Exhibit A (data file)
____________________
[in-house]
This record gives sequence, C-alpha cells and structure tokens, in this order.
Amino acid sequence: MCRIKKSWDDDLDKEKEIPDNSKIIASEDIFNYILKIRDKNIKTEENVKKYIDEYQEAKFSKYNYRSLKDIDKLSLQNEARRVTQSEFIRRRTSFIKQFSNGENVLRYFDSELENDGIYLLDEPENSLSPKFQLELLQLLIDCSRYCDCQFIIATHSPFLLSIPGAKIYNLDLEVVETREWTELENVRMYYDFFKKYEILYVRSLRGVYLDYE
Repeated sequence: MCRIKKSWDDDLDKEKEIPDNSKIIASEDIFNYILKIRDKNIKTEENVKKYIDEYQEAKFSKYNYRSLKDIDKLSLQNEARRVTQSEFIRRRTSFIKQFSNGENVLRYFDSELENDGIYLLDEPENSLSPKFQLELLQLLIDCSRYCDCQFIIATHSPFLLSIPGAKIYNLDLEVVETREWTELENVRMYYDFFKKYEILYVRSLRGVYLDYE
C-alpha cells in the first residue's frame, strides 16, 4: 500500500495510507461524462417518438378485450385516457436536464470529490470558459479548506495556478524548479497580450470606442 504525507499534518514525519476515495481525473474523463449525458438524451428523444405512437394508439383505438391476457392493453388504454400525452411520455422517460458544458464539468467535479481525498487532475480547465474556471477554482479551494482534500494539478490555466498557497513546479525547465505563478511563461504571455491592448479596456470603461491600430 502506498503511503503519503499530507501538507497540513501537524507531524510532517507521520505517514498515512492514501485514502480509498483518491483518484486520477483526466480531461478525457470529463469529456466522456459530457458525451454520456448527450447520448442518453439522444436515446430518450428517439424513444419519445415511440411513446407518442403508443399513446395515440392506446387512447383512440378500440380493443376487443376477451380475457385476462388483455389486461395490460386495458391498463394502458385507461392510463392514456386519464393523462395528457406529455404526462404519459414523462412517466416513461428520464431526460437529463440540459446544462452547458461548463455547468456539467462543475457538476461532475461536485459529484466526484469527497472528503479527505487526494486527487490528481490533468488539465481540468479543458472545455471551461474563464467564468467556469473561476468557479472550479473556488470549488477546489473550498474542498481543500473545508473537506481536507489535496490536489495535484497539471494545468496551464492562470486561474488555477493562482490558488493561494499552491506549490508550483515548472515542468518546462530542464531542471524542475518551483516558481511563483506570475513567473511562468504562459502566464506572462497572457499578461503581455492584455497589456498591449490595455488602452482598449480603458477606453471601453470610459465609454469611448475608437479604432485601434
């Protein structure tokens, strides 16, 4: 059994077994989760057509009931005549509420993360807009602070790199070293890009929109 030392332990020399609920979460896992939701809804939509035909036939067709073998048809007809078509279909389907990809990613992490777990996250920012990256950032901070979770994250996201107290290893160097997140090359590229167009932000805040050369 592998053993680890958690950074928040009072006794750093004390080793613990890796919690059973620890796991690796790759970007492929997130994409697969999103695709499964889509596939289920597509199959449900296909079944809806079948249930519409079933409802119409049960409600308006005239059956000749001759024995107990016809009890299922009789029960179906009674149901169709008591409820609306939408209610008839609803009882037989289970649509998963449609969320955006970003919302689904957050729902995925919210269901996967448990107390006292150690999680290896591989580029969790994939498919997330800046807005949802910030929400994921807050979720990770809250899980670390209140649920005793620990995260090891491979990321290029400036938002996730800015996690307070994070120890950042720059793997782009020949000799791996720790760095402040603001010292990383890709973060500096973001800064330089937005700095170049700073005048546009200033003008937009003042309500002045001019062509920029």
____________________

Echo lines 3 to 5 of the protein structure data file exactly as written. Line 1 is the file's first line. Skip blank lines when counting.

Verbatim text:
Amino acid sequence: MCRIKKSWDDDLDKEKEIPDNSKIIASEDIFNYILKIRDKNIKTEENVKKYIDEYQEAKFSKYNYRSLKDIDKLSLQNEARRVTQSEFIRRRTSFIKQFSNGENVLRYFDSELENDGIYLLDEPENSLSPKFQLELLQLLIDCSRYCDCQFIIATHSPFLLSIPGAKIYNLDLEVVETREWTELENVRMYYDFFKKYEILYVRSLRGVYLDYE
Repeated sequence: MCRIKKSWDDDLDKEKEIPDNSKIIASEDIFNYILKIRDKNIKTEENVKKYIDEYQEAKFSKYNYRSLKDIDKLSLQNEARRVTQSEFIRRRTSFIKQFSNGENVLRYFDSELENDGIYLLDEPENSLSPKFQLELLQLLIDCSRYCDCQFIIATHSPFLLSIPGAKIYNLDLEVVETREWTELENVRMYYDFFKKYEILYVRSLRGVYLDYE
C-alpha cells in the first residue's frame, strides 16, 4: 500500500495510507461524462417518438378485450385516457436536464470529490470558459479548506495556478524548479497580450470606442 504525507499534518514525519476515495481525473474523463449525458438524451428523444405512437394508439383505438391476457392493453388504454400525452411520455422517460458544458464539468467535479481525498487532475480547465474556471477554482479551494482534500494539478490555466498557497513546479525547465505563478511563461504571455491592448479596456470603461491600430 502506498503511503503519503499530507501538507497540513501537524507531524510532517507521520505517514498515512492514501485514502480509498483518491483518484486520477483526466480531461478525457470529463469529456466522456459530457458525451454520456448527450447520448442518453439522444436515446430518450428517439424513444419519445415511440411513446407518442403508443399513446395515440392506446387512447383512440378500440380493443376487443376477451380475457385476462388483455389486461395490460386495458391498463394502458385507461392510463392514456386519464393523462395528457406529455404526462404519459414523462412517466416513461428520464431526460437529463440540459446544462452547458461548463455547468456539467462543475457538476461532475461536485459529484466526484469527497472528503479527505487526494486527487490528481490533468488539465481540468479543458472545455471551461474563464467564468467556469473561476468557479472550479473556488470549488477546489473550498474542498481543500473545508473537506481536507489535496490536489495535484497539471494545468496551464492562470486561474488555477493562482490558488493561494499552491506549490508550483515548472515542468518546462530542464531542471524542475518551483516558481511563483506570475513567473511562468504562459502566464506572462497572457499578461503581455492584455497589456498591449490595455488602452482598449480603458477606453471601453470610459465609454469611448475608437479604432485601434